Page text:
Aretha Franklin coughs, someone, probably a studio technician, is chatting away and leaves the studio for a cup of coffee. He doesn’t even seem to know that this will end up as something, anything at all, worth keeping. Aretha stops playing. Finally, she starts again. A drummer, no one seems to remember his name, looks at his watch but still, with a yawn he does as he’s told and follows the singers every syllable when she attacks her piano and sings the first few lines from Sweet Bitter Love, a ballad written by Van McCoy.
It’s just before Christmas 41 years ago.
Aretha has just spent the whole day recording the first versions of some of the songs that in just a couple of months will transform her from a way too young has-been jazz singer into the most chersished female voice in soul music.
Everyone else has gone home to their loved ones. To decorate the Christmas tree or gather around the telly for, I don’t know, a Frank Capra film.
Aretha has one more song to sing. A song that no one else is meant to hear. It really is so obvious that we were never supposed to listen to this, I almost feel embarrassed now, like I’ve been eavesdropping, stepping over some kind of line, into her private sphere. I am somewhere I’m not allowed to be.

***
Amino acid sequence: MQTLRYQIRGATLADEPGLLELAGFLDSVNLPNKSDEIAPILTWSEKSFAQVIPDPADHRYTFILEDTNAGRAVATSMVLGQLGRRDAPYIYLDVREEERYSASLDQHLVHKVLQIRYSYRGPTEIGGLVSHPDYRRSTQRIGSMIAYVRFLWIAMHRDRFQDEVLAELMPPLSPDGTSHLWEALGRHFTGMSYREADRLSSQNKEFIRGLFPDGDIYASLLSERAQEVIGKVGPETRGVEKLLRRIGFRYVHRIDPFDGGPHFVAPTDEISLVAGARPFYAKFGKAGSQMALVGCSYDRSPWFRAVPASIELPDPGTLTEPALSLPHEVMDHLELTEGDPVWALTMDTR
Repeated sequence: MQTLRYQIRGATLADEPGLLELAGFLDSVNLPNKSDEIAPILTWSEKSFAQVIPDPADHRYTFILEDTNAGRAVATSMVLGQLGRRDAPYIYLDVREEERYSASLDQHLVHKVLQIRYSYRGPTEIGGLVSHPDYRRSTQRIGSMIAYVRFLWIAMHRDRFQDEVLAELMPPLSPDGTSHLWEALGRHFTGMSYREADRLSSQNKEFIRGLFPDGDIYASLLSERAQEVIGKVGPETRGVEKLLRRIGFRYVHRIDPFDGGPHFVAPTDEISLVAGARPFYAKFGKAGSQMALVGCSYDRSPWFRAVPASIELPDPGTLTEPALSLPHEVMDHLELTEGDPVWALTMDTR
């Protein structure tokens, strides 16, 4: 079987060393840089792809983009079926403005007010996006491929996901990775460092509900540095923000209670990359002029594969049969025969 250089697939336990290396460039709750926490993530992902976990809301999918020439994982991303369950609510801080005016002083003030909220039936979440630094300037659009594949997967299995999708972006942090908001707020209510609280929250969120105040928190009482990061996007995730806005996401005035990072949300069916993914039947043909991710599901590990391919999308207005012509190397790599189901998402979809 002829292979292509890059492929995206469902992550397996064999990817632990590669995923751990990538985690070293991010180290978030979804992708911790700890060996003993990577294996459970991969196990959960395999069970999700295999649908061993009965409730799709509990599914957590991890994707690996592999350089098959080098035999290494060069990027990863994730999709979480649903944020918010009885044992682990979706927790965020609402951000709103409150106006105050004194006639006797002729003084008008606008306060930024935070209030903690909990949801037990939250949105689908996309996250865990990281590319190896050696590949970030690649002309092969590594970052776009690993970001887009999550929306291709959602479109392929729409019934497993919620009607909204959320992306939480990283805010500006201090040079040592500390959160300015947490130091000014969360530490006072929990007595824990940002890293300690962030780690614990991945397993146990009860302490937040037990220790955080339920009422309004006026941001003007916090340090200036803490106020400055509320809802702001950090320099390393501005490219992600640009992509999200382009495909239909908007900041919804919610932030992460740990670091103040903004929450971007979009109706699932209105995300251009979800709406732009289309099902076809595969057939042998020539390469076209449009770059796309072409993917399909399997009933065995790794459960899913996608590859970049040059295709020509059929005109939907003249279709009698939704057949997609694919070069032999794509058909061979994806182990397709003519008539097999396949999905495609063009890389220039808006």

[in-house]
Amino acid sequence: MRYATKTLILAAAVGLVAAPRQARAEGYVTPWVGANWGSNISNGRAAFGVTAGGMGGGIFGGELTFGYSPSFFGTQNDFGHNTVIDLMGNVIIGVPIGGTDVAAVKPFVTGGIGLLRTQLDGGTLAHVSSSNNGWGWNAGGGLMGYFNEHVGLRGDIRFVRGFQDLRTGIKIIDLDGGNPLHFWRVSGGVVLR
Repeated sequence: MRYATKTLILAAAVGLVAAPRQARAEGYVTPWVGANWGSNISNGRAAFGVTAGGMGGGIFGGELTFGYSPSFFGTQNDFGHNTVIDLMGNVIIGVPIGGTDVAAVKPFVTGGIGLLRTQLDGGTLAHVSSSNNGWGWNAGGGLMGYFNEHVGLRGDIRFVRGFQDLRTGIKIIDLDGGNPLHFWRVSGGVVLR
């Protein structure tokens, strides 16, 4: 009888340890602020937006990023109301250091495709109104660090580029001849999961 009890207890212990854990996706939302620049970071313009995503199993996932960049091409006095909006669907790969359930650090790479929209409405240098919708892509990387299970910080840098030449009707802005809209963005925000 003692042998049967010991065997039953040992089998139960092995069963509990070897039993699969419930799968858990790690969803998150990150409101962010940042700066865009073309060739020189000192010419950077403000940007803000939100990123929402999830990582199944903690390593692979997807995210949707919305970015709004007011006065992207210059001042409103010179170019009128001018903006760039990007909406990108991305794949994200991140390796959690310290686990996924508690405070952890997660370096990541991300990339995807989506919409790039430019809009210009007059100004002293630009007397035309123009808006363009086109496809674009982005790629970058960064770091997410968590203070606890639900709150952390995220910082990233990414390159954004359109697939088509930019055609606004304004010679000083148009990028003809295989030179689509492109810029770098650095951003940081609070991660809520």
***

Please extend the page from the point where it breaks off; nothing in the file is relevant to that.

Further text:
She is not singing this song for us, she’s just singing it for herself. Everything about it, and this particular performance of a song which she revisisted many times, both in an unremarkable jazzy take in the very early sixties and then one of those billion selling – but still remarkably anonymous – albums she did in the eighties.
Those other versions have nothing to do with this one. In this one I literally find myself trapped in someone else’s broken heart.
Listening to it again and again this last week I do sincereley feel I have never ever heard – or seen or even read – anything as monumentally sad and beautiful as this – these previously unheard five minutes and twelve seconds of Aretha singing Sweet Bitter Love on the new Rare & Unreleased Recordings From The Golden Reign Of The Queen Of Soul (Rhino)
“Sweet, sweet bitter love, what a joy you taught me.” A cleaner walks into the studio and sweeps under the piano, not really caring there’s a woman sitting in front of it.
“Sweet, sweet bitter love, what pain you brought me, so short a stay”. Aretha doesn’t care, she just has to sing this song. The session player on bass packs up his instrument half way thorugh the recording. The singer doesn’t even seem to notice.
“My magic dreams have lost their spell, where there was hope there’s an empty shell”. Here, during the cold Michigan winter of 1966, she builds her own secret Taj Mahal of deep soul ballads.
No one else, not even those present in the studio it seemed, got to hear it until now.